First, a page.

Morten G. Ulsted, CEO and co-founder of ExSeed Health
Evidence shows that lifestyle changes affect the quality of sperm. A study from 2018 has shown that 24 weeks of resistance training undertaken three times a week increased sperm. While only 2.9 per cent of the control group got pregnant, the number for the 203 men doing the program was 36.2 per cent. Exseed Health is basing the second part of their solution – consultation and guidance – on similar studies. Essentially, after running the diagnostics, the platform combines
the results with other user data to tailor a program targeted at increasing sperm count. The app offers targeted suggestions regarding weight, stress, and alcohol consumption. In Ulsted's words: "There are a lot of motivated men who want to do something about their fertility, and for that reason, we see the guidance that allows users to improve their situation as half of the value of what we're developing. When the user indicates a certain lifestyle pattern, our algorithms choose a guide for them and divide it into 4, 8, or 12-week programs."
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Denmark’s Talent Pool Must Secure Positions of Strength in the Life Sciences Despite its industry stronghold and reputation throughout Europe, Denmark’s life sciences industry is ever-changing. This calls for dedicated efforts and strategic discussions on training and building the capacity of new talent, so that they can become tomorrow’s leaders in the field.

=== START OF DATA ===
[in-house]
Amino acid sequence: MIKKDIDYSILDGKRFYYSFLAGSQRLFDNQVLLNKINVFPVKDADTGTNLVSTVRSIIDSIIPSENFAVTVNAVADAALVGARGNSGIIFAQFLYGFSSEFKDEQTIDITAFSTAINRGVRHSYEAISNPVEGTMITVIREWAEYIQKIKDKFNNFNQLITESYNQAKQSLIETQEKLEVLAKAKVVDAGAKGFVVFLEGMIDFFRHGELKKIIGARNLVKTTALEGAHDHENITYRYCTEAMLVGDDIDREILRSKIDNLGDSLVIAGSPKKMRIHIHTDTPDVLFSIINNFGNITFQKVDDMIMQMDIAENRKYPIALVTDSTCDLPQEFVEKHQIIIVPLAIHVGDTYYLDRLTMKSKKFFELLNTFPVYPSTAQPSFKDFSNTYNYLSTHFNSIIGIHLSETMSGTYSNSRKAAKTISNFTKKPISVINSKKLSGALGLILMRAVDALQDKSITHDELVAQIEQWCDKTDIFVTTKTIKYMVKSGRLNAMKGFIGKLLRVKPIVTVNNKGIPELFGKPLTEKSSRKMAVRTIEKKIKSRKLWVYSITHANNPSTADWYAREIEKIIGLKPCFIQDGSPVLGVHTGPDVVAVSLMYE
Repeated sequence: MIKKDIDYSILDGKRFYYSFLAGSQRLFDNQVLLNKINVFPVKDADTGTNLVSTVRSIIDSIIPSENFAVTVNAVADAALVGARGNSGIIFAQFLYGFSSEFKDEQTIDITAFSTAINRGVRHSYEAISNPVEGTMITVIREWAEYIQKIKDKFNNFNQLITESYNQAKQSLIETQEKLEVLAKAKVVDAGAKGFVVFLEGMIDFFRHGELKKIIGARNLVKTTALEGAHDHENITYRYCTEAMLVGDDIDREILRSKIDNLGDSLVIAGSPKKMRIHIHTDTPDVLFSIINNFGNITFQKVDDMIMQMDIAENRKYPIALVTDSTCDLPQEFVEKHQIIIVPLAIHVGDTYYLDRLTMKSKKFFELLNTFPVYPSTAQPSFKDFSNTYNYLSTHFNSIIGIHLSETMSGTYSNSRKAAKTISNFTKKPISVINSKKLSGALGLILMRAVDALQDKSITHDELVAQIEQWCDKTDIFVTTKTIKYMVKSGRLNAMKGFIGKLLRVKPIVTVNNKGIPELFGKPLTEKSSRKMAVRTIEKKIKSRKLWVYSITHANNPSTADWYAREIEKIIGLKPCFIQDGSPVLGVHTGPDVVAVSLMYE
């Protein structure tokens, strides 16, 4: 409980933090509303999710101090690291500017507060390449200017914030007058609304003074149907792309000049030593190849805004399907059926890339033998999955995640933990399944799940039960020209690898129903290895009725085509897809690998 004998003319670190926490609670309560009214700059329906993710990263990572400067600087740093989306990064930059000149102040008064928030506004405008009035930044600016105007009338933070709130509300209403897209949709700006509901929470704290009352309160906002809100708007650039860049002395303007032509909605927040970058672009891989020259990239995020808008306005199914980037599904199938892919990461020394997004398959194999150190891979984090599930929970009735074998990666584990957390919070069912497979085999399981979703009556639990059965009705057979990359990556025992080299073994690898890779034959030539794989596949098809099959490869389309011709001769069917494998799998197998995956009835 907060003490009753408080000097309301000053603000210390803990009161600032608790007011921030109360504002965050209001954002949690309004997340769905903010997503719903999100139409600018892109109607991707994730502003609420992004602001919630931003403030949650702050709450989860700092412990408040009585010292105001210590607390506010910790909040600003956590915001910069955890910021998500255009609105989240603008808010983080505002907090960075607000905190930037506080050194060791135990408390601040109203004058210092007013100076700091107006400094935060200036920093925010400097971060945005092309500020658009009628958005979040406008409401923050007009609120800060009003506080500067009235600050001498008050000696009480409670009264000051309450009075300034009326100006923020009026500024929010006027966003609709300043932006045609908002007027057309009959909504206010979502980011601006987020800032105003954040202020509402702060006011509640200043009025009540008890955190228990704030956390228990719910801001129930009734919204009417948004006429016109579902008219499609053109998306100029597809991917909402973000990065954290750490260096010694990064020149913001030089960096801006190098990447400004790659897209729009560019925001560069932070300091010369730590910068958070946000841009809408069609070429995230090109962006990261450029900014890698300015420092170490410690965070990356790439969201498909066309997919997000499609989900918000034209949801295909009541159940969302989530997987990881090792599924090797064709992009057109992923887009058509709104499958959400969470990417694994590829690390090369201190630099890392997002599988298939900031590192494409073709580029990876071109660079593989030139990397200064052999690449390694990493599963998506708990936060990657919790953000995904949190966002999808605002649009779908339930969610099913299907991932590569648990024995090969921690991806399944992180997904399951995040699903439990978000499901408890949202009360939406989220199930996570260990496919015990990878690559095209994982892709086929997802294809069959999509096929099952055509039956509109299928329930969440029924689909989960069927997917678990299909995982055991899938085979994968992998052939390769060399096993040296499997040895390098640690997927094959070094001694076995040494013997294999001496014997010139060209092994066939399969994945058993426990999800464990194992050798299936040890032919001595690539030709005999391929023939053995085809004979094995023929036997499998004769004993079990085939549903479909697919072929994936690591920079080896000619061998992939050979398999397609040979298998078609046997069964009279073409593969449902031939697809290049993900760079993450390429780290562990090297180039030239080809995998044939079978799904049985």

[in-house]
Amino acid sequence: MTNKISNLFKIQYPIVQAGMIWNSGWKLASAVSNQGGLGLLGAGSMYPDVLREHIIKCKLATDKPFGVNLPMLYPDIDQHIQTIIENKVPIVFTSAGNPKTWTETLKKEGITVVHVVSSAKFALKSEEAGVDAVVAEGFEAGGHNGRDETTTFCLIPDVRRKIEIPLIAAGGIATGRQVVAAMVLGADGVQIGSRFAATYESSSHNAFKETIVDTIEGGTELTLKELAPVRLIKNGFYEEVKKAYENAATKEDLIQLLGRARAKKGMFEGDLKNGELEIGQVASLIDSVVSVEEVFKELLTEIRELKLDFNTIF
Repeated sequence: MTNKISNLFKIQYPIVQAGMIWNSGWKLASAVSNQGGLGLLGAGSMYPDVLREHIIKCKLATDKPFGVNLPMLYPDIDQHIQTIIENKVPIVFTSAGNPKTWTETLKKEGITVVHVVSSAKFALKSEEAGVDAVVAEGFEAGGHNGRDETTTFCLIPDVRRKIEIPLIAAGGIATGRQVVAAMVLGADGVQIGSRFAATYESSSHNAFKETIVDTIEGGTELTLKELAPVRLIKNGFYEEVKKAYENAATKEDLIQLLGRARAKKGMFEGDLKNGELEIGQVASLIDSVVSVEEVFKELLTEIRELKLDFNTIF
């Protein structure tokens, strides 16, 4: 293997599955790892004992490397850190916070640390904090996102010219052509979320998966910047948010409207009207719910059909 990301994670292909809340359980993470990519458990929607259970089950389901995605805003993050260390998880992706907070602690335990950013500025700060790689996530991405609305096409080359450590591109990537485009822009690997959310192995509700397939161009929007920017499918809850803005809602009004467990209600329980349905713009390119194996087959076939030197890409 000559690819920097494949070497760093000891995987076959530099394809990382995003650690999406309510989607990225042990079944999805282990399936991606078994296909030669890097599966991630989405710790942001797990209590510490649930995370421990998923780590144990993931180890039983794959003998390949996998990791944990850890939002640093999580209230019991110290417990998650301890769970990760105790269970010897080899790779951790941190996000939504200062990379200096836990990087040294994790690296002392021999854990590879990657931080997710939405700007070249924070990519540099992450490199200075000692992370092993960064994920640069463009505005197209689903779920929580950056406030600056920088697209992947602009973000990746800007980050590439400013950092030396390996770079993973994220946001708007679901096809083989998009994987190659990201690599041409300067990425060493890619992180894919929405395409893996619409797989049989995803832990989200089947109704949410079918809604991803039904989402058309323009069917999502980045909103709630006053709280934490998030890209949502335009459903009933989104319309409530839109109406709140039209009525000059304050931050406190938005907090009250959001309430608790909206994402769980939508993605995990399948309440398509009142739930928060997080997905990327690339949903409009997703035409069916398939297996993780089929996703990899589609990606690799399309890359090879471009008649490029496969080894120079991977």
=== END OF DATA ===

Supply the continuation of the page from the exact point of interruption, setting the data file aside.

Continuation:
enmark’s life sciences field is alive and well. World-class research continues to inform the development of life-changing products that are some of the country’s top exports. At the same time, the industry is changing. If the Danish life science ecosystem wants to maintain their global stronghold, it requires new talent. According to Søren-Ulrik Rolsted Fangholm, the head of Atrium and the director of marketing and business development at DLI Market Intelligence: “If you look at the industry right now, it’s going really great – both locally in Denmark and as an export business reaching 100 billion Danish krone. But the demands for the industry are changing. Across Europe, and in Denmark as well, governing bodies are tightening regulations for clinical testing, regulatory approval, and market access. Both
patients and society as a whole expect the industry to find new solutions for severe diseases. Some of these are very niche-oriented; sometimes as few as 5-10 Danish patients require very complex and expensive treatments.” Atrium is the life sciences educational unit. As part of LIF, the Danish Association of the Pharmaceutical Industry, each year Atrium educates 2500 employees in the life sciences sector. New competency requirements are felt across the value chain – from research and development to regulatory affairs and market access. Seasoned experts, as well as newly-minted graduates from universities and business schools, need to understand the changing regulations and mechanisms that are now being applied industry-wide. Rolsted Fangholm explains: “We need more focus on lifelong learning in order to create the best possible conditions to drive research. This can keep the industry innovative, effective, and attractive.”